1. Geurts AM, Cost GJ, Freyvert Y, Zeitler B, Miller JC, Choi VM, Jenkins SS, Wood A, Cui X, Meng X, Vincent A, Lam S, Michalkiewicz M, Schilling R, Foeckler J, Kalloway S, Weiler H, Ménoret S, Anegon I, Davis GD, Zhang L, Rebar EJ, Gregory PD, Urnov FD, Jacob HJ, Buelow R. Knockout rats via embryo microinjection of zinc-finger nucleases. Science. 2009 Jul 24;325(5939):433. PubMed PMID: 19628861; PubMed Central PMCID: PMC2831805.

2. Maeder ML, Thibodeau-Beganny S, Osiak A, Wright DA, Anthony RM, Eichtinger M, Jiang T, Foley JE, Winfrey RJ, Townsend JA, Unger-Wallace E, Sander JD, Müller-Lerch F, Fu F, Pearlberg J, Göbel C, Dassie JP, Pruett-Miller SM, Porteus MH, Sgroi DC, Iafrate AJ, Dobbs D, McCray PB Jr, Cathomen T, Voytas DF, Joung JK. Rapid “open-source” engineering of customized zinc-finger nucleases for highly efficient gene modification. Mol Cell. 2008 Jul 25;31(2):294-301. PubMed PMID: 18657511; PubMed Central PMCID: PMC2535758.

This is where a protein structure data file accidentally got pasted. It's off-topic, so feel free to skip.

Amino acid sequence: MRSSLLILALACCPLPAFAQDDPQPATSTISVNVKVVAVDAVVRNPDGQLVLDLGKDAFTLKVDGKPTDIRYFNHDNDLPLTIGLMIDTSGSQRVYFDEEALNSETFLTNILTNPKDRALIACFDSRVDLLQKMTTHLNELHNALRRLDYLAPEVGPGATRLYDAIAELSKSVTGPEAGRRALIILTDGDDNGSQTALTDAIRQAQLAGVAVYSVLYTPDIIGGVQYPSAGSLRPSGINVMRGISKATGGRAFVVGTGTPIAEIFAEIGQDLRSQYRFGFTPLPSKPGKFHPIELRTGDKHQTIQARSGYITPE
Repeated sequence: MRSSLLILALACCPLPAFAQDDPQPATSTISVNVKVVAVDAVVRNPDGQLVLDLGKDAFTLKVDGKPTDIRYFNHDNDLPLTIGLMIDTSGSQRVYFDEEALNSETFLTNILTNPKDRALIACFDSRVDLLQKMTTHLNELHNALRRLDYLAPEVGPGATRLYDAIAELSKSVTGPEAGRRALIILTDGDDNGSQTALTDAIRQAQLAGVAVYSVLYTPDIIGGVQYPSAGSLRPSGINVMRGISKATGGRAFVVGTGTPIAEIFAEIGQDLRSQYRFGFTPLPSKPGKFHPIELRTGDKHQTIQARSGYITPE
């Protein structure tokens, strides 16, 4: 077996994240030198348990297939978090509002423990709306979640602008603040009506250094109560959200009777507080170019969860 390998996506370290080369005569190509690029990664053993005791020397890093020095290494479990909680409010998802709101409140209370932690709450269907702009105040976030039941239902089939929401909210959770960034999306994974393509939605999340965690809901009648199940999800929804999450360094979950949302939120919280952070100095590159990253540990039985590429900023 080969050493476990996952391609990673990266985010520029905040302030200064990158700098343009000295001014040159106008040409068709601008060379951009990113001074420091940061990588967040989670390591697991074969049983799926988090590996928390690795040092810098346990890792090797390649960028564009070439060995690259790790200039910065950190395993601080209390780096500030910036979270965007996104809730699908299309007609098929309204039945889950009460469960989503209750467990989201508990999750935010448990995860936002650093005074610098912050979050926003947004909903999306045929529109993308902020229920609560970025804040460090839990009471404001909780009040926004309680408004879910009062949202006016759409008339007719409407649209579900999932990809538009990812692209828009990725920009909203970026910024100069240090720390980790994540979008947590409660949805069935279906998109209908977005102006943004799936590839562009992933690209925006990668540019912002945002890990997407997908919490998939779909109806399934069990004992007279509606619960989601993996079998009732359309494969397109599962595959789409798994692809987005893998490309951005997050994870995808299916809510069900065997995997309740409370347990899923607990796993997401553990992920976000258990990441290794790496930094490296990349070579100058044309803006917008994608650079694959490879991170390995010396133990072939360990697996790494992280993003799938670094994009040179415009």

3. Sander JD, Dahlborg EJ, Goodwin MJ, Cade L, Zhang F, Cifuentes D, Curtin SJ, Blackburn JS, Thibodeau-Beganny S, Qi Y, Pierick CJ, Hoffman E, Maeder ML, Khayter C, Reyon D, Dobbs D, Langenau DM, Stupar RM, Giraldez AJ, Voytas DF, Peterson RT, Yeh JR, Joung JK. Selection-free zinc-finger-nuclease engineering by context-dependent assembly (CoDA). Nat Methods. 2011 Jan;8(1):67-9. Epub 2010 Dec 12. PubMed PMID: 21151135.